The images we share on social media have a direct impact on the way our audiences perceive wildlife, their suitability for close human interaction as well as their conservation status. In a survey conducted in 2018, researchers asked members of the general public to view four images of wild cats in different settings and respond on the desirability of interacting with the animal, its conservation status and its suitability as a pet. When shown an image of a wild cat being petted by a human, respondents were more than twice as likely to perceive the animal as fit to be photographed with tourists, compared to being shown an image of a wild cat in its natural habitat. 

Often when people posting images of unethical wildlife tourism are confronted, they defend their post by claiming the interaction was consensual, that the animal was not visibly distressed and that they may have willingly approached the person in question. That is a condition of their captivity, however, and completely unnatural. If you feed a wild animal out of the palm of your hand often enough, they are sure to approach in the future because in their mind ‘human equals food’. This is termed baiting, and it is counterintuitive to a wild animal’s rehabilitation. To the untrained eye, behaviour of this nature may come across as harmless, yet it is never in the interest of the animal. Not only do these activities perpetuate ideas of animals as performing spectacles, but subsequently bolster consumptive tourism regardless of ecotourism ideals. It harms their eligibility of ever being released and poses wild animals as catalysts of their own exploitation.

The two- and three-toed sloths of South America are captured by locals to pose for photos with tourists. Within a tour group, the animal is passed around and selfies are snapped day in and day out. When the sun sets and the tourists leave, the sloth is tied to a tree with rope, only for it to be untied and man-handled when the next group of visitors arrive. It is a matter of fact that the mere approach of humans as well as handling causes a significant rise in sloths’ blood pressure. These animals are favoured for their relaxed nature and face marking resembling a smile, which is often mistaken for comfort around us humans. The truth is, regardless of the visual cues given to us like approaching for food or staying around while we engage, we cannot know for certain that our presence is comforting to wild animals. It is best to respect their wild nature and avoid putting captive animals in stressful situations for a personal popularity contest and a couple of likes.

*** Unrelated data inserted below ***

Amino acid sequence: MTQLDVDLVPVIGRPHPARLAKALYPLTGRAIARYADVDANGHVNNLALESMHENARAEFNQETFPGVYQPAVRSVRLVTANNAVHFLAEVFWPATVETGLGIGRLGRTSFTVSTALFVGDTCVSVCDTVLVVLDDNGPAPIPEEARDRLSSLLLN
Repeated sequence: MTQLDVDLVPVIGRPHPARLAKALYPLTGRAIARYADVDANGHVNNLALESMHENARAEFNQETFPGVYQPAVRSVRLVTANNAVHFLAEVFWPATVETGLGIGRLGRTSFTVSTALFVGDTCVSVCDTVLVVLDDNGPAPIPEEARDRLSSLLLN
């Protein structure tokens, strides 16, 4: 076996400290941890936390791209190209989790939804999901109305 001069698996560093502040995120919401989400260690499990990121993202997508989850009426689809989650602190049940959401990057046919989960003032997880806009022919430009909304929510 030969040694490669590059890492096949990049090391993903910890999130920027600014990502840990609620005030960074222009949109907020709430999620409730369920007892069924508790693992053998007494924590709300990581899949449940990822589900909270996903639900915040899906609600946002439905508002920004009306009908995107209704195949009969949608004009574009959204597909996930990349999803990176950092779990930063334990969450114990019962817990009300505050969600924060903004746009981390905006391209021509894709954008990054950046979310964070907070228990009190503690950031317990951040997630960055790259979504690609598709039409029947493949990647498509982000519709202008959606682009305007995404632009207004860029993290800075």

Fortunately, the surge in unethical wildlife tourism in Namibia is still reversible. Only a handful of locations currently offer proximity-based encounters, yet it is paramount to our collective conservation efforts that these activities be nipped in the bud, sooner rather than later. Organisations that sell these experiences might continue to do so, but as a travelling guest or adventure-hungry local you have the opportunity to keep them accountable. Rather than investing in unethical practices like photo opportunities or hand feeding, try looking into where you can donate to the research and development done by ethical wildlife trusts and foundations. An organisation’s website as well as their social media platforms will give you insight into whether their activity offering is ethical or not. Any mention of interacting with captive wild animals should send off alarm bells. Additionally, have a look at the images they are tagged in. The sanctuary may not post selfies with their animals, but guests and volunteers who took part in unethical activities might tag the organisation’s profile.